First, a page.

Here he found the soldier with his daughter. “Where is the old man?” he asked anxiously.
“He has gone to his work in the house of the embalmer,” was the answer. “If anything should happen to him he bade me tell you not to forget the writing and the book. He was as though out of his mind when he left us, and put the ram’s heart in his bag and took it with him. Do you remain with the little one; my mother is at work, and I must go with the prisoners of war to Harmontis.”
While the two friends from the House of Seti were engaged in conversation, Katuti restlessly paced the large open hall of her son-in-law’s house, in which we have already seen her. A snow-white cat followed her steps, now playing with the hem of her long plain dress, and now turning to a large stand on which the dwarf Nemu sat in a heap; where formerly a silver statue had stood, which a few months previously had been sold.
He liked this place, for it put him in a position to look into the eyes of his mistress and other frill-grown people. “If you have betrayed me! If you have deceived me!” said Katuti with a threatening gesture as she passed his perch.
“Put me on a hook to angle for a crocodile if I have. But I am curious to know how he will offer you the money.”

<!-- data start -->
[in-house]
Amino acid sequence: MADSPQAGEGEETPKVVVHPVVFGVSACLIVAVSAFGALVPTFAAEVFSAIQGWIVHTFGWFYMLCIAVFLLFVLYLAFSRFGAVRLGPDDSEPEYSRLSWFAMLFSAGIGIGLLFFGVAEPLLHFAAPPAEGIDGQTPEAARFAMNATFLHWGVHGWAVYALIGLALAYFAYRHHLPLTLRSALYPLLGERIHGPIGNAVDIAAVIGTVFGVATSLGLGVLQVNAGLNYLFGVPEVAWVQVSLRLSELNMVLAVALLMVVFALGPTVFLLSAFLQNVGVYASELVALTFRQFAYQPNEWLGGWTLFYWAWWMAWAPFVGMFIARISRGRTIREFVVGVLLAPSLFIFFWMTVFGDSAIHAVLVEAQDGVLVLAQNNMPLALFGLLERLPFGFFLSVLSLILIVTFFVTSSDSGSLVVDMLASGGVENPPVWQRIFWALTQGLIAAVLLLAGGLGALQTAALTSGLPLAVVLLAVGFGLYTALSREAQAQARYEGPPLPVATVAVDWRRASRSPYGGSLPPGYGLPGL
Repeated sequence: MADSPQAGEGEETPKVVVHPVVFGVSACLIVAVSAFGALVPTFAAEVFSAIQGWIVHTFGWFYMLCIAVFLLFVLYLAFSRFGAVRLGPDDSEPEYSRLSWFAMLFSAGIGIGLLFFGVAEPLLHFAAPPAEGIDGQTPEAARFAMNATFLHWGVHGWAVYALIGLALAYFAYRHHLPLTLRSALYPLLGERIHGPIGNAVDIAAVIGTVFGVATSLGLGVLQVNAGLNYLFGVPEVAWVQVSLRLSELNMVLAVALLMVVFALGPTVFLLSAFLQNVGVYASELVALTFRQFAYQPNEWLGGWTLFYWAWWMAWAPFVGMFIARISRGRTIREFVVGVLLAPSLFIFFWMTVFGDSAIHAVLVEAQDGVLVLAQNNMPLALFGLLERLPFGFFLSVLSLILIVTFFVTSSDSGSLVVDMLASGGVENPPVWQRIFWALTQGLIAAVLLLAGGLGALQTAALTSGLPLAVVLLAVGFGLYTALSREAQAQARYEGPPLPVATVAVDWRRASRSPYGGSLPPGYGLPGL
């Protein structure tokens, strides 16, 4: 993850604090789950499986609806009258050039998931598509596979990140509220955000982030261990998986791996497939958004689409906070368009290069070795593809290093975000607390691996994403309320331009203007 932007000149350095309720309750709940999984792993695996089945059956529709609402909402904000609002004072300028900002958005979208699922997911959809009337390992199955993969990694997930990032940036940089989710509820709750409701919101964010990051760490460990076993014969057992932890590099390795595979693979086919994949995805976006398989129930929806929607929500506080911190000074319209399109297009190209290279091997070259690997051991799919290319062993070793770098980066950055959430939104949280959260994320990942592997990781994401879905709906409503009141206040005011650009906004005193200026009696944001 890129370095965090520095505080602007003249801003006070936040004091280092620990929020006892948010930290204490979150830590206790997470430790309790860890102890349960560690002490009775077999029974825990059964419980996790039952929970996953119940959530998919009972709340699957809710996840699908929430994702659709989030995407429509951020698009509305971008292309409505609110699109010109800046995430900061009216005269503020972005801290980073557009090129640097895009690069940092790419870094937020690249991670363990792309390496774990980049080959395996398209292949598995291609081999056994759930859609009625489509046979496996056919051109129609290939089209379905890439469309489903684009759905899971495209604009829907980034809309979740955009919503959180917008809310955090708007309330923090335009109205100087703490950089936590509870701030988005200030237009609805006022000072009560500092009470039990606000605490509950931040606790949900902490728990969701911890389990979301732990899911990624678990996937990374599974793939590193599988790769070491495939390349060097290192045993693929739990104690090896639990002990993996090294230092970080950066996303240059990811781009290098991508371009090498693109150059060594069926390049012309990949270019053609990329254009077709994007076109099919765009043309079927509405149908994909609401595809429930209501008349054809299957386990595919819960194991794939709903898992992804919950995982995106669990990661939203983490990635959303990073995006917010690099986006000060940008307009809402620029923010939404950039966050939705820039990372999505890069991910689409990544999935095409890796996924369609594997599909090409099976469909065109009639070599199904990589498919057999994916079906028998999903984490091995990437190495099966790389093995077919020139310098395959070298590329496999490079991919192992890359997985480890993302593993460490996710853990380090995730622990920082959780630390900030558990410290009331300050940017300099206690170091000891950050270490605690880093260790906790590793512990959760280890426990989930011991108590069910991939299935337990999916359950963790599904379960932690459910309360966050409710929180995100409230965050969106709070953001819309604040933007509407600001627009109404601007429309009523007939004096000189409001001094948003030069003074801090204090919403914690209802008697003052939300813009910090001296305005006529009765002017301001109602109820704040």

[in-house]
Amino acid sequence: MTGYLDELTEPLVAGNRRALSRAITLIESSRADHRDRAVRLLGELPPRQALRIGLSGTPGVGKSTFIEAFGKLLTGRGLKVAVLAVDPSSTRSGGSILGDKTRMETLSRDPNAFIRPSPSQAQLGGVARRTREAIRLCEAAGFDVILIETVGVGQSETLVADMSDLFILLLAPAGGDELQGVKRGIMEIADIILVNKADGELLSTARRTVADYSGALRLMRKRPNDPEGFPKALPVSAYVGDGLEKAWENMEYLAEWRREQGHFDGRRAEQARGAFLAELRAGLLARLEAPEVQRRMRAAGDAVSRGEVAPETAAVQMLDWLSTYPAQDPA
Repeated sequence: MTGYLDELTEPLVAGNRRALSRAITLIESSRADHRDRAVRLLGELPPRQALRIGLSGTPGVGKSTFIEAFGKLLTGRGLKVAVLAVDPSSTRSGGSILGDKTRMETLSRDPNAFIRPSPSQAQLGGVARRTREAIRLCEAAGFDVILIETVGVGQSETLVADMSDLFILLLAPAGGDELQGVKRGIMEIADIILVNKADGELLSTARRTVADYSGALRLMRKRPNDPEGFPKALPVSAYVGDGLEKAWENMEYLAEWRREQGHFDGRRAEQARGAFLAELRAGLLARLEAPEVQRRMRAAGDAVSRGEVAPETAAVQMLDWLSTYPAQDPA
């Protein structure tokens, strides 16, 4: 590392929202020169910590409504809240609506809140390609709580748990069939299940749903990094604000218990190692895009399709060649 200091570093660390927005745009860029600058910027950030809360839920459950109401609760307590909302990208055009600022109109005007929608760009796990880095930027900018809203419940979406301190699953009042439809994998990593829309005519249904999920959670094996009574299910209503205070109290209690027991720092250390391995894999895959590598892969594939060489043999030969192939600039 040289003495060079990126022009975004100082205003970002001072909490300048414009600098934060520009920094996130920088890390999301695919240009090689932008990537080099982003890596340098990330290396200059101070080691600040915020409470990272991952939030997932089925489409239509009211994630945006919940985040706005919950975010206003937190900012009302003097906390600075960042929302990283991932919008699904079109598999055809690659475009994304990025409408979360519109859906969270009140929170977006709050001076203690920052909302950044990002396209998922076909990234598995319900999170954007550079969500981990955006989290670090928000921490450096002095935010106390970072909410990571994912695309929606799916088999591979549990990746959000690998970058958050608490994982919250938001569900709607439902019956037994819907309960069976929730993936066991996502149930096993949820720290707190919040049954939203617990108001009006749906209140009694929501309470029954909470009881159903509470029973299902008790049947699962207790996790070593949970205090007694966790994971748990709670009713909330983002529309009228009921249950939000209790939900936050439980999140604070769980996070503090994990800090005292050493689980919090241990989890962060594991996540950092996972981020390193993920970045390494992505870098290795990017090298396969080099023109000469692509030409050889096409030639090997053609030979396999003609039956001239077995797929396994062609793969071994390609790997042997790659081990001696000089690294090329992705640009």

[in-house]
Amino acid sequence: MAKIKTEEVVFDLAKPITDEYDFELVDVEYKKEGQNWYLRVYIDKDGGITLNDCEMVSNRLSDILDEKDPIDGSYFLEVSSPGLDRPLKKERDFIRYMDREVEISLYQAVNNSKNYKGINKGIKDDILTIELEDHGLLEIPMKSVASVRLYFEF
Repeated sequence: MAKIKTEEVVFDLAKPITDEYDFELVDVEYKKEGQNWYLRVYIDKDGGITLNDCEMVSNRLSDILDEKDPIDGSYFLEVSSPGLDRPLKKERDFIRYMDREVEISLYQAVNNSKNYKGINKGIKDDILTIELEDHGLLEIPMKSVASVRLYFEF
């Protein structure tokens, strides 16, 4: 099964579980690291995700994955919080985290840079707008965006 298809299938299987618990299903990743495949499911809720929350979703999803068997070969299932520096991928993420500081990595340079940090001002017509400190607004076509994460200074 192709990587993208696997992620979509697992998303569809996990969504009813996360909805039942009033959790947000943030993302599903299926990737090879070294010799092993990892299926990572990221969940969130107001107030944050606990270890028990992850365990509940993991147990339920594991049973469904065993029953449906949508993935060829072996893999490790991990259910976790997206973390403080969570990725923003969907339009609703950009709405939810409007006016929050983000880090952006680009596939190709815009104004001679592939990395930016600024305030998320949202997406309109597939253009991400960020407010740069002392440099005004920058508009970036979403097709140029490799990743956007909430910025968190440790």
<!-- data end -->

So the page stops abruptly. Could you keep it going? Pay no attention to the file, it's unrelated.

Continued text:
“You swore to me,” interrupted his mistress with feverish agitation, that you had not used my name in asking Paaker to save us?”
“A thousand times I swear it,” said the little man.
“Shall I repeat all our conversation? I tell thee he will sacrifice his land, and his house-great gate and all, for one friendly glance from Nefert’s eyes.”
“If only Mena loved her as he does!” sighed the widow, and then again she walked up and down the hall in silence, while the dwarf looked out at the garden entrance. Suddenly she paused in front of Nemu, and said so hoarsely that Nemu shuddered:
“I wish she were a widow.” “The little man made a gesture as if to protect himself from the evil eye, but at the same instant he slipped down from his pedestal, and exclaimed:
“There is a chariot, and I hear his big dog barking. It is he. Shall I call Nefert?”
“No!” said Katuti in a low voice, and she clutched at the back of a chair as if for support.
The dwarf shrugged his shoulders, and slunk behind a clump of ornamental plants, and a few minutes later Paaker stood in the presence of Katuti, who greeted him, with quiet dignity and self-possession.
Not a feature of her finely-cut face betrayed her inward agitation, and after the Mohar had greeted her she said with rather patronizing friendliness:
“I thought that you would come. Take a seat. Your heart is like your father’s; now that you are friends with us again it is not by halves.”
Paaker had come to offer his aunt the sum which was necessary for the redemption of her husband’s mummy. He had doubted for a long time whether he should not leave this to his mother, but reserve partly and partly vanity had kept him from doing so. He liked to display his wealth, and Katuti should learn what he could do, what a son-in-law she had rejected.